Ad Nauseam Double Feature: Why Is the Auto Industry Now Advertising Bikes?

A couple of car-related ads in heavy NFL rotation caught my attention mostly for their emphasis, intended or not, on car-free transportation.

Exhibit A is from Geico, which as usual doesn’t use cars in its ads for car insurance. Instead, in this spot the company’s ubiquitous cartoon spokeslizard is depicted walking the center line of the Brooklyn Bridge bike-ped path, extolling the value of Geico auto, RV and motorcycle insurance. Then comes the caveat — “You want to find a place to park all these things? Fuhgeddaboudit! This is New York.” — before the lizard is almost squashed by a cyclist who yells at him for being in the way.

Whether you’re from the city or not, you’re in on the joke: New York is a place where space is tight and people are on the move. But also: You don’t need a car to live here, and in fact, you’re probably better off without the hassle.

Unlike typical auto ads, in which cars whip down city streets with few people and little to no traffic, in our second feature Chrysler is looking to sell viewers on the company’s 300 model as an authentic urban accessory. And in a real urban environment there are pedestrians, buses and cyclists. With retro-soul accompaniment from Jay-Z, the ad hypes the 300’s 31 highway MPG rating with a montage of Detroit vignettes, including at least four shots of bikes. In contrast to the folks at General Motors, maybe Chrysler has figured out that ridiculing other modes is not the way to win the hearts of young potential car buyers.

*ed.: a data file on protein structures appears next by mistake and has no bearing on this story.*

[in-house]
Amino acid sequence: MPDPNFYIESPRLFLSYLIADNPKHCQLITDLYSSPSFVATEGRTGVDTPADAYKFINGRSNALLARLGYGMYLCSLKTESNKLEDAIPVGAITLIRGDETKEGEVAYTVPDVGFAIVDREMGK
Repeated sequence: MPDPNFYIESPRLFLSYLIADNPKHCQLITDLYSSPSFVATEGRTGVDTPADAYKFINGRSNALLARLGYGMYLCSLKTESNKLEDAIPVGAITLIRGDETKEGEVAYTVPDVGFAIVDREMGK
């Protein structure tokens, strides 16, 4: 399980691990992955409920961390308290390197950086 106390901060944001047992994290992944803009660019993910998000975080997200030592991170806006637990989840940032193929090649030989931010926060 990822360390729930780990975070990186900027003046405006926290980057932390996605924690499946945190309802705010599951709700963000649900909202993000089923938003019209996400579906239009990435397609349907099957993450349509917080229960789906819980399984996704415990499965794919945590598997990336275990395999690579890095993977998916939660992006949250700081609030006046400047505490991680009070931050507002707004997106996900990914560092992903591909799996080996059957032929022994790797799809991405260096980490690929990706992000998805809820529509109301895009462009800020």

Seen another way, of course, the message here could just as easily translate to “Buy this car and be the envy of all the chumps on the other side of the windshield as you cruise through the remnants of a dying city to your modernist suburban estate.” In which case, in addition to this spot sort of undermining the “Imported From Detroit” theme and its connotations of urban pride, it should be noted that all those cyclists, bus riders and pedestrians are getting much better mileage without the 300’s $27,000 base price tag.

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